Chapter 8 - CHAPTER 8 INDEX MODELS 8.1 A SINGLE-INDEX...

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CHAPTER 8 INDEX MODELS 8.1 A SINGLE-INDEX SECURITY MARKET 1. The Input List of the Markowitz Model The success of a portfolio selection rule depends on the quality of the input list, that is, the estimates of expected security returns and the covariance matrix. In the long run, efficient portfolios will beat portfolios with less reliable input lists and consequently inferior reward-to-risk trade-offs. Introducing a model that simplifies the way we describe the sources of security risk allows us to use a smaller, consistent set of estimates of risk parameters and risk premiums. The simplification emerges because positive covariances among security returns arise from the same economic forces that affect the fortunes of most firms. Some samples of common economic factors are business cycles, interest rates, technological changes, and cost of natural resources . All these (interrelated) factors affect almost all firms. Thus unexpected changes in these variables cause, simultaneously, unexpected changes in the rates of return on the entire stock market. By decomposing uncertainty into system- wide versus firm-specific sources, we vastly simplify the problem of estimating covariance and correlation. Suppose that we summarize all relevant economic factors by one macroeconomic factor, m , and assume that it affects all firms. We further assume that, beyond this common effect, all remaining uncertainty in stock returns is firm specific; that is, there is no other source of correlation between securities. Firm-specific events would include new inventions, deaths of key employees, and other factors that affect the fortune of the individual firm without affecting the broad economy in a measurable way. 2. Normality of Returns and Systematic Risk We can summarize the distinction between macroeconomic and firm-specific factors by writing the holding period return (HPR) on security i as: i e m ) E(r r i i , (1) where m is the impact of the unanticipated macro events (surprises) on the security’s return during the holding period, and e i is the impact of the unanticipated firm-specific events (surprises). Both m and e i have a mean of zero because each represents the impact of unanticipated events, which by definition must average out to zero, and standard deviation of m and e . Most important is the fact that m and e i are uncorrelated; thus the variance of r i arises from two uncorrelated sources, systematic and firm-specific. Therefore: ) (e σ σ σ i 2 2 M 2 i (2) The common factor, m , generates correlation across securities, because all securities will respond to the same macroeconomic news, while the firm-specific surprises, captured by and e i , are assumed to be uncorrelated across firms. Because m is also uncorrelated with any of the firm-specific surprises, the covariance between any two securities i and j is: 1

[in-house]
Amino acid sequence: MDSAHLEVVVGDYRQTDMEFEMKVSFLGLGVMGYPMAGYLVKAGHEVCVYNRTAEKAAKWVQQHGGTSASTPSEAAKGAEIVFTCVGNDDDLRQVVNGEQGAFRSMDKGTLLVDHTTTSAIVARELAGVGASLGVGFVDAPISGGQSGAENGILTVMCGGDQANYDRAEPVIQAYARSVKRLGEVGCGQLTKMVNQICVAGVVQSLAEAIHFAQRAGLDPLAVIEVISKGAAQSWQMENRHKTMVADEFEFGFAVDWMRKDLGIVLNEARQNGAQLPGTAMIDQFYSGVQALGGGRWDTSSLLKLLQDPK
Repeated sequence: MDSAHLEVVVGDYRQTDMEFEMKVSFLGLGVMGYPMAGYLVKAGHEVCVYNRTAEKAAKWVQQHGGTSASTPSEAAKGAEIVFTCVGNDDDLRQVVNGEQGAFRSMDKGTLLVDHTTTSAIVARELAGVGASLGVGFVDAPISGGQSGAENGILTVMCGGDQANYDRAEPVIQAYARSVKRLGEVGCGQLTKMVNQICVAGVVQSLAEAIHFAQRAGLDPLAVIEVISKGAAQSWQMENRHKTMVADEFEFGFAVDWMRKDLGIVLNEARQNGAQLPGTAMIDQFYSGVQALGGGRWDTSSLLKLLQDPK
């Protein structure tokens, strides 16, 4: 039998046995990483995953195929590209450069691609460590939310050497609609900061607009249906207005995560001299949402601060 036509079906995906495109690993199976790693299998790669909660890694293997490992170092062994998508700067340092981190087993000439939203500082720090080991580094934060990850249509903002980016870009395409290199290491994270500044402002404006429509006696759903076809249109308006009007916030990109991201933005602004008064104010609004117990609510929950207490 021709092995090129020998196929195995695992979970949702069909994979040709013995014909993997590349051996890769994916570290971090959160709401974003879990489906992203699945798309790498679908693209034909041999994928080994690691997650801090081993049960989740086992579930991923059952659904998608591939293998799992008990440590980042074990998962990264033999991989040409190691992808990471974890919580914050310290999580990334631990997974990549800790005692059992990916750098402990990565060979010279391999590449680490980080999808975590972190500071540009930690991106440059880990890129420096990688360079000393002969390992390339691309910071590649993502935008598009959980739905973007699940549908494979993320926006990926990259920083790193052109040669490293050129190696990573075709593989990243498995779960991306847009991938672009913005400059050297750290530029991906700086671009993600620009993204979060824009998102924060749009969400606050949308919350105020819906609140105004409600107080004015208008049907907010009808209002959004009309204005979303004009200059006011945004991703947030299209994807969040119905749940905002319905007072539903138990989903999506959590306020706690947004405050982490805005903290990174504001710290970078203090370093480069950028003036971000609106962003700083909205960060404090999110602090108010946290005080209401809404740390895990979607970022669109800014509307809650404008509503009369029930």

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2 m j i j i ) e , e Cov( ) r , Cov(r m m (3) We can gain further insight by recognizing that some securities (firms) will be more sensitive than others to macroeconomic shocks. We can capture this refinement by assigning each firm a sensitivity
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